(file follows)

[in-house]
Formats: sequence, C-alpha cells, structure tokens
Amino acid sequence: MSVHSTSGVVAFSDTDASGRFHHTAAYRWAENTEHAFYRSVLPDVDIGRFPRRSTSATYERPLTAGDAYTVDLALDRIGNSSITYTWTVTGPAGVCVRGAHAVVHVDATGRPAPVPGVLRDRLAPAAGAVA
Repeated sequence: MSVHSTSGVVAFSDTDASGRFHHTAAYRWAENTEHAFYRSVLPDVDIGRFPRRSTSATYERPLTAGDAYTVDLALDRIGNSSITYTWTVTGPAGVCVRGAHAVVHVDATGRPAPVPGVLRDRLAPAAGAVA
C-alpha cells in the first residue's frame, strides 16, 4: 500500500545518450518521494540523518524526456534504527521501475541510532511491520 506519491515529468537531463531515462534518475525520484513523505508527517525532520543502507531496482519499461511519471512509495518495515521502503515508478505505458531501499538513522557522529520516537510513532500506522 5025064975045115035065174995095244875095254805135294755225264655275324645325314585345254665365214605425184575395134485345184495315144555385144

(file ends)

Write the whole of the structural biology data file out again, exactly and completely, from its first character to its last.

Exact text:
[in-house]
Formats: sequence, C-alpha cells, structure tokens
Amino acid sequence: MSVHSTSGVVAFSDTDASGRFHHTAAYRWAENTEHAFYRSVLPDVDIGRFPRRSTSATYERPLTAGDAYTVDLALDRIGNSSITYTWTVTGPAGVCVRGAHAVVHVDATGRPAPVPGVLRDRLAPAAGAVA
Repeated sequence: MSVHSTSGVVAFSDTDASGRFHHTAAYRWAENTEHAFYRSVLPDVDIGRFPRRSTSATYERPLTAGDAYTVDLALDRIGNSSITYTWTVTGPAGVCVRGAHAVVHVDATGRPAPVPGVLRDRLAPAAGAVA
C-alpha cells in the first residue's frame, strides 16, 4: 500500500545518450518521494540523518524526456534504527521501475541510532511491520 506519491515529468537531463531515462534518475525520484513523505508527517525532520543502507531496482519499461511519471512509495518495515521502503515508478505505458531501499538513522557522529520516537510513532500506522 5025064975045115035065174995095244875095254805135294755225264655275324645325314585345254665365214605425184575395134485345184495315144555385144